Numbers of Syrian refugees climb as winter nears

Syrian men make a fire to boil water Sunday near their tent at a refugee camp near the Turkish border in Azaz, Syria.
(Manu Brabo / Associated Press)

BEIRUT — More than half a million Syrian refugees are seeking international aid, and the numbers are climbing by more than 3,000 a day as violence continues to rage in Syria, the United Nations refugee agency said Tuesday.

The onset of winter-like weather has posed new perils for those seeking asylum outside of war-ravaged Syria.

“Winter can be extremely harsh, particularly when you’ve got people already weakened by the ordeal of coming out of Syria,” said Ron Redmond, a spokesman for the U.N. refugee agency. “People are coming out saying they are doing it as a last resort. ... Most people are coming through with just the clothes on their backs.”

The great majority of Syrian refugees are women and children, U.N. officials say.

But the numbers released Tuesday in Geneva provide only a partial view of the vast refugee flows that have spilled over Syria’s borders, taxing the ability of other nations and the international community to help.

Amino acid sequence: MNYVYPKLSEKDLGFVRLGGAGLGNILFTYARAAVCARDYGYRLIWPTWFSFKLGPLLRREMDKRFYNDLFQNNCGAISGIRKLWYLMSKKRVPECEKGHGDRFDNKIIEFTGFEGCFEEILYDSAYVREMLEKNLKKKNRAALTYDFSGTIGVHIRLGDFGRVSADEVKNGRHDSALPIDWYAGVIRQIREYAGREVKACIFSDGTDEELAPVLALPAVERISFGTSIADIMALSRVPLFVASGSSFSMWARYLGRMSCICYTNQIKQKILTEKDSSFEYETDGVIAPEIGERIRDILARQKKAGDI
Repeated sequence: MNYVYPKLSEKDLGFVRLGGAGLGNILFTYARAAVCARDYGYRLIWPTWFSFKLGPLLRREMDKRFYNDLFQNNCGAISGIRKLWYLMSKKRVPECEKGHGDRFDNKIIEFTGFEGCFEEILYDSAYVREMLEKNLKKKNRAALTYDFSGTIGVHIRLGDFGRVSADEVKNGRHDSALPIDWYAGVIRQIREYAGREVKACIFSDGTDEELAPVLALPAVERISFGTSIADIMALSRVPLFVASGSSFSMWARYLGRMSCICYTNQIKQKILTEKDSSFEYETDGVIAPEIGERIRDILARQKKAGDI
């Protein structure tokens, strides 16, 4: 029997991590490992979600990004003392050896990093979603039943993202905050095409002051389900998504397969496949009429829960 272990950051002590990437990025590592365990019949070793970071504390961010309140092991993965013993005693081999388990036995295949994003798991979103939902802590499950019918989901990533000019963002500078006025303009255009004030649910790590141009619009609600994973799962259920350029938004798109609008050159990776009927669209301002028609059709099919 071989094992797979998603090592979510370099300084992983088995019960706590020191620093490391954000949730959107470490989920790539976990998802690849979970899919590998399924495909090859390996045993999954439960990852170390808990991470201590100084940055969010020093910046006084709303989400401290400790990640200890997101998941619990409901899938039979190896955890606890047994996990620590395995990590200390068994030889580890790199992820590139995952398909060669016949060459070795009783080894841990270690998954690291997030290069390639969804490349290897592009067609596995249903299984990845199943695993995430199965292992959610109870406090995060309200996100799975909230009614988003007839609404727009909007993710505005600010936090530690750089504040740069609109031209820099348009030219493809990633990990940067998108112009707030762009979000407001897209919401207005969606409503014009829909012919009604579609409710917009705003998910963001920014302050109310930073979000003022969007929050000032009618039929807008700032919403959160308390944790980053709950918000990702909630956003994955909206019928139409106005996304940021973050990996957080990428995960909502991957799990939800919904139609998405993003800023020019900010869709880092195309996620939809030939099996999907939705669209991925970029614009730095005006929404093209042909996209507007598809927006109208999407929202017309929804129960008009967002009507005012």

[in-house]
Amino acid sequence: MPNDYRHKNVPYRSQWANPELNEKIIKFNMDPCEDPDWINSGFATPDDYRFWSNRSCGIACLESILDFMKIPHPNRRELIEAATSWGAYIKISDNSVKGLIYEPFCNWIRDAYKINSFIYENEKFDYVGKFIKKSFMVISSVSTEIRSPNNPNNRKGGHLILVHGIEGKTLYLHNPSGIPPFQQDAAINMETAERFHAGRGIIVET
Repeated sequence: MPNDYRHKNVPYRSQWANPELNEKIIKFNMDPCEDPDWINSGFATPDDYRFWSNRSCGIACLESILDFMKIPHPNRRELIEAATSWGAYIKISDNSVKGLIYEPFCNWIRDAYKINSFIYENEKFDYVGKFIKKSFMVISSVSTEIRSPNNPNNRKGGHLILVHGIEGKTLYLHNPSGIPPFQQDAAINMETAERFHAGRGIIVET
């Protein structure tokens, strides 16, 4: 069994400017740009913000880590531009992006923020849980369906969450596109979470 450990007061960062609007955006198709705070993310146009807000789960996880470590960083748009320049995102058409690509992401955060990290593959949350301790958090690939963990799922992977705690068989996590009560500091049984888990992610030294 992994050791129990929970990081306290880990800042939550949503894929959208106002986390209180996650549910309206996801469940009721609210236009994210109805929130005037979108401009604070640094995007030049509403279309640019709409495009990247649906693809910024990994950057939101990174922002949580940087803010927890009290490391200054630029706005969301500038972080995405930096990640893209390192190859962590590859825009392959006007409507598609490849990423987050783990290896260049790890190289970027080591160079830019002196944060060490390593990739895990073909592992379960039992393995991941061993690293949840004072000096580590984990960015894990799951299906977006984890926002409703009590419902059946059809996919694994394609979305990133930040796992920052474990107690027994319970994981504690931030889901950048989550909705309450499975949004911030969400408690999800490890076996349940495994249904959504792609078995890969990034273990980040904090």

The half-million statistic refers to Syrian refugees who have officially registered with the United Nations or are awaiting registration in four surrounding countries — Jordan, Turkey, Iraq and Lebanon — as well as in Egypt and elsewhere in North Africa. Those who are registered can be eligible for aid, including housing, food and medical care.

Not included, however, is an unknown number of Syrian refugees — perhaps more than 300,000 — who have yet to make a move to register with the U.N.

The situation is even more dire inside Syria, where at least 2 million people reportedly have been displaced, some now living in the rough in fields, bombed-out buildings and abandoned schools. Many still face danger from bombardment and firefights, while also coping with a lack of shelter, food, medical care and other necessities.

As winter approaches, the United Nations and independent aid agencies are trying to raise $500 million to help Syrian refugees, whether they are living in formal refugee camps or outside of the camp structure.


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